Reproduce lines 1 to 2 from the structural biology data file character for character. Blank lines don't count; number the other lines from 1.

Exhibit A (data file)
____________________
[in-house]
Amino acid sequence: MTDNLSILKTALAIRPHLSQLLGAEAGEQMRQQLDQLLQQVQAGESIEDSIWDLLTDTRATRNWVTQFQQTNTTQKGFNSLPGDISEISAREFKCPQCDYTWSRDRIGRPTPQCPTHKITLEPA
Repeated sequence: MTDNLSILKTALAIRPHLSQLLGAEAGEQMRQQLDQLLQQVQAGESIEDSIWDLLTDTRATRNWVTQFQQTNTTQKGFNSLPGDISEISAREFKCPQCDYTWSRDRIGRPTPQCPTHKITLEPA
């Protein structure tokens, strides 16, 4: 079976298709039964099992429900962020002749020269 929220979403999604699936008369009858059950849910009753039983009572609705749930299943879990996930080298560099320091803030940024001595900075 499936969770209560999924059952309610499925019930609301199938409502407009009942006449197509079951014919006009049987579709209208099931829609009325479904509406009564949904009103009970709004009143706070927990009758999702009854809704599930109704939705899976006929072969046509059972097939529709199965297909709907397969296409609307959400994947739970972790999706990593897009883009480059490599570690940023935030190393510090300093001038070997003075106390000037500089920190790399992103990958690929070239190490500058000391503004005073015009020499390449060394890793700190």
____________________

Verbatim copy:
[in-house]
Amino acid sequence: MTDNLSILKTALAIRPHLSQLLGAEAGEQMRQQLDQLLQQVQAGESIEDSIWDLLTDTRATRNWVTQFQQTNTTQKGFNSLPGDISEISAREFKCPQCDYTWSRDRIGRPTPQCPTHKITLEPA